This is Albert Road, Portsmouth; a through road with a 30 mph limit. Because of that it splits the two 20 mph zones on either side in half, and means that anyone cycling down here is as exposed to cars in a hurry as they are in every other town.
It's closest equivalent in Bristol is probably Gloucester Road: lots of shops, pubs, people walking around. When you consider that the shops people want to go into are on both sides of the road, it may make sense to give pedestrians shopping more priority than cars or bikes. The bikes come to the area then park, they and pedestrians walk around buying things.
What have they done in Portsmouth for this. Well, there is a lot of bike parking, in places where it is useful and doesn't block the pavement.
For example, here are some outside the mini-tesco. Whereas the new Clifton one has a special double yellow line area for shoppers, here the zebra crossing lets pedestrians in and out, the bike parking lets bikes park without blocking the pavement.
They would get in the way of cars opening their doors just here, but oddly enough, this city doesn't appear to use zebra crossing zig zags as parking (disclaimer: this is the morning of December 29 -it may just be the quiet time). This mini-outlet of the country's biggest supermarket chain appears to actually encourage shoppers walking or cycling over, rather than discourage them.
Here are some build-outs near a school. This narrows the road enough for an aggressive cyclist to acquire exclusive use of the lane, though there's a risk cars may expect to do a 30mph road at full speed. Notice the many pillars on the build out. That is a sign of a problem: cars parking there. Notice also the sheffield rack in the build out. Again, the bikes can park without blocking pushchairs (except for anyone trying to cross the road with a five year old and a double push chair).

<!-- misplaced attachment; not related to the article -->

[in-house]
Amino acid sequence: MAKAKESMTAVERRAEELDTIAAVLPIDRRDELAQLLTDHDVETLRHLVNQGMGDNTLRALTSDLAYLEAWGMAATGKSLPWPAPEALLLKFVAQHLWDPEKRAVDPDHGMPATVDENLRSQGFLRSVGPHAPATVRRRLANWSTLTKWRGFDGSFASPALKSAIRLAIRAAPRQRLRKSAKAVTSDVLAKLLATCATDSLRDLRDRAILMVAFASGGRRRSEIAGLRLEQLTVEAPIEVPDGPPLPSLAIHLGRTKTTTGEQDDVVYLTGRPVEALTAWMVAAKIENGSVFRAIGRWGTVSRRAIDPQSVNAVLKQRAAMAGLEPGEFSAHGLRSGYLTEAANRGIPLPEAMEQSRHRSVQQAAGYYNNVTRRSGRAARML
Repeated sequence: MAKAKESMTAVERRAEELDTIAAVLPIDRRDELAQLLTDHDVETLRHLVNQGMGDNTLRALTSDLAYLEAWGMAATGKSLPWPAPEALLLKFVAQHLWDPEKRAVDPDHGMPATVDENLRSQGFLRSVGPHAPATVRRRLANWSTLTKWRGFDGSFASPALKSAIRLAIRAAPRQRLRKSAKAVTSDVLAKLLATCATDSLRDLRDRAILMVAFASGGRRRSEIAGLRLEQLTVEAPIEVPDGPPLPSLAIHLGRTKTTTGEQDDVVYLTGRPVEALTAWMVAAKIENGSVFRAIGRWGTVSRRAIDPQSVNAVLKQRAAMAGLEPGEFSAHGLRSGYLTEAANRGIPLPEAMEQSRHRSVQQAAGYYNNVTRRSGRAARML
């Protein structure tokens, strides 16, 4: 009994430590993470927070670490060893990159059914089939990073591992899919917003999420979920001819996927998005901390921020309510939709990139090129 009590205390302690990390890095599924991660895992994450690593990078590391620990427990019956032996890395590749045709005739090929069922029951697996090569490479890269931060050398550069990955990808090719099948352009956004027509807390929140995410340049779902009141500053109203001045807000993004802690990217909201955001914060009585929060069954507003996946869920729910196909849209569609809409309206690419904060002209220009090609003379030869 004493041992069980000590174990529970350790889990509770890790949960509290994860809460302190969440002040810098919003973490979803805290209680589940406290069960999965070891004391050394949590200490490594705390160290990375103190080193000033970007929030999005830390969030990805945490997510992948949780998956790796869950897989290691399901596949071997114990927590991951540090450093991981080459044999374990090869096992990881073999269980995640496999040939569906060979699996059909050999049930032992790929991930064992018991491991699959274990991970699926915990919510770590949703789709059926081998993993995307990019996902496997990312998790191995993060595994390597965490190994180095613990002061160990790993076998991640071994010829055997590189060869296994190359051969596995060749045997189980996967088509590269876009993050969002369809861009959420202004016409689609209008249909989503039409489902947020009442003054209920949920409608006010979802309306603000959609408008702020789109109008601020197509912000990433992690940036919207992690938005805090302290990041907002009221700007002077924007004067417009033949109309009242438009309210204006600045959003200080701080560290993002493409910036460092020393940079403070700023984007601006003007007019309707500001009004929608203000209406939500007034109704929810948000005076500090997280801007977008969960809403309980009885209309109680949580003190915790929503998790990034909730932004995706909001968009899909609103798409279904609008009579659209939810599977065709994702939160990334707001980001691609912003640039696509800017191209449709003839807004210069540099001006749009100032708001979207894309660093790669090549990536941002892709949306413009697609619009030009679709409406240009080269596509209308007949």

Further along, more bollards, more sheffield racks. These could be installed at "troublesome" schools to discourage on-pavement parking and give those people towing their child on a bike somewhere to park.
There's even a set of racks outside a pub. With bikes up on the wall to emphasise that coming out to drink on a pub by bike is an accepted activity. Nice.
Returning to Bristol, there are rumours that cycle parking was dropped from the planning requirements for a mini-Tesco in Henleaze because it encouraged shoplifting (so it is claimed in a marker on Bristol Streets). The Long Ashton co-op was required to have bike parking in its planning permit, it just never added them and N. Somerset council don't seem to bother enforcing it. If the supermarkets in Bristol view cyclists as a threat or an inconvenience, then you don't get bike parking, and driving is the way people will shop.